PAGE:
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Tre pistole contro Cesare Review

From The Spaghetti Western Database

Death Walks in Laredo (Tre pistole contro Cesare)

  • Thomas Hunter
  • James Shigeta
  • Nadir Moretti
  • Enrico Maria Salerno
  • Delia Boccardo
  • Gianna Serra
  • Femi Benussi


  • Marcello Giombini


  • Enzo Peri

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Three brothers trying to claim inheritance of their father's gold mine run into trouble with the crazy boss-man of Laredo. All the elements are in place for a great spaghetti- a cool looking gunslinger with an even cooler four barreled pistol, which shoots from the butt as well as the barrels, his brother with telekinetic/mind control abilities, and his other brother, the kung fu fighting dude with a sweet headband. There's even an eccentric, weird looking baddie who thinks he's Julius Caesar. Appropriately he's named Julius Caesar Fuller, dons a toga and has a lair full of lady servants.

The film starts with promise, as each character is introduced separately in scenes demonstrating their unique abilities to kick ass. The introduction was great and I was really digging the film at this point. The title song was of a style I don't usually care much for, but it matched the high energy level of the introductions and I was loving it. Everything is flowing awesomely and I'm pumped for what is surely going to be a new favorite in the wacky world of spaghetti.

Unfortunately the beginning is easily the best part of the movie and the film fails to deliver on the opening's promise. As things progress, the film feels more like a B-Western made for TV, with costumes, soundtrack and dialogue all leaning towards a traditional American style. This is quite disappointing, as I was hoping this would be one of those classic, strange spaghettis with a darker edge. Instead the film continually becomes lighter and sillier, with characters never taking a serious attitude about anything. Instead they're laughing and saying stupid stuff all the time, such as one of the guys jumping in the air and kicking his heels, screaming "Yippeeee!" about dinner being ready. Again, this aspect just gets worse as the film goes on. In the beginning, it comes across as a combination of bad acting and bad writing that isn't intended to be funny, and of course the result is hilarious. The highlight of this was a random cowboy, standing off to the side of the screen and telling us in a very serious manner, "That's the third stranger in 24 hours, you know what? There’s gonna be trouble. Mark my words. Real trouble." Eventually these unintentionally hilarious moments are replaced totally by unfunny goofiness.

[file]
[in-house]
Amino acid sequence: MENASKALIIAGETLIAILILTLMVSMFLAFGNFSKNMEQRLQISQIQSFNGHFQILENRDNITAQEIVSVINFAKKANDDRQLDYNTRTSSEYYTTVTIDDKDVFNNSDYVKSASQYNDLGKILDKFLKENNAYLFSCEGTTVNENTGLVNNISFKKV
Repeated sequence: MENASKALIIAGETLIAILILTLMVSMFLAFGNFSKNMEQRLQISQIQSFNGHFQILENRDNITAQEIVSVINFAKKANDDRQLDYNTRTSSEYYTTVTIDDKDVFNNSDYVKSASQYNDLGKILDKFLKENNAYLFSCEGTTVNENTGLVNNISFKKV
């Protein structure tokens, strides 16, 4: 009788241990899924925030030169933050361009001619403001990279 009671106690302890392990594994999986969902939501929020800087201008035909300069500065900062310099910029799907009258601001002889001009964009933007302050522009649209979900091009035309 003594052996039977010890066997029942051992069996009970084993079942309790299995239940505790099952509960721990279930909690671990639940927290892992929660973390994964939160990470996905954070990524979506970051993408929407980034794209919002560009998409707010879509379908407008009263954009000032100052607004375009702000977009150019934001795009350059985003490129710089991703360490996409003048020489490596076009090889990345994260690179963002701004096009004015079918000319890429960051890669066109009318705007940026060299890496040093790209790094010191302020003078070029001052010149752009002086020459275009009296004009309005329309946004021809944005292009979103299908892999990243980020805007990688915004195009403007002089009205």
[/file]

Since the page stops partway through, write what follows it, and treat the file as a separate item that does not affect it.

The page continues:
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Except for some standard close ups, there's no camera work of any interest and also nothing in the work of the director really worth commenting on. Since I'm writing this review as part of a series on kung fu related westerns, I should mention that the martial arts scenes are completely laughable and some of the worst I've seen. This isn't a major facet of the film though, and I wouldn’t consider this an actual "kung fu western" based on these fighting scenes.

Reviewing this film is somewhat difficult, as it left me feeling mostly blank. I don't hate the movie but I don't really like it either. Overall I'm primarily disappointed. With all the bizarre elements this movie consists of, it failed to capture the real weirdness that would have made Death Walks In Laredo one of the greats. It's hard for me to even understand how it could have failed. All the right elements were present and it seems like a given, but its interesting to see how an unskilled director can completely botch a film like this.

The version viewed was a poor quality, Fullscreen Greek VHS with terrible audio and perhaps this contributed to my bad experience with the film. Certainly it didn't help with the made for TV feel which was one of the film's largest shortcomings.

Don't let my disappointment with Death Walks In Laredo keep you from checking out the film though- its still an odd enough entry in the genre to make it worth a viewing, and indeed many spaghetti fans do find it quite enjoyable.

-autephex - March 19, 2009

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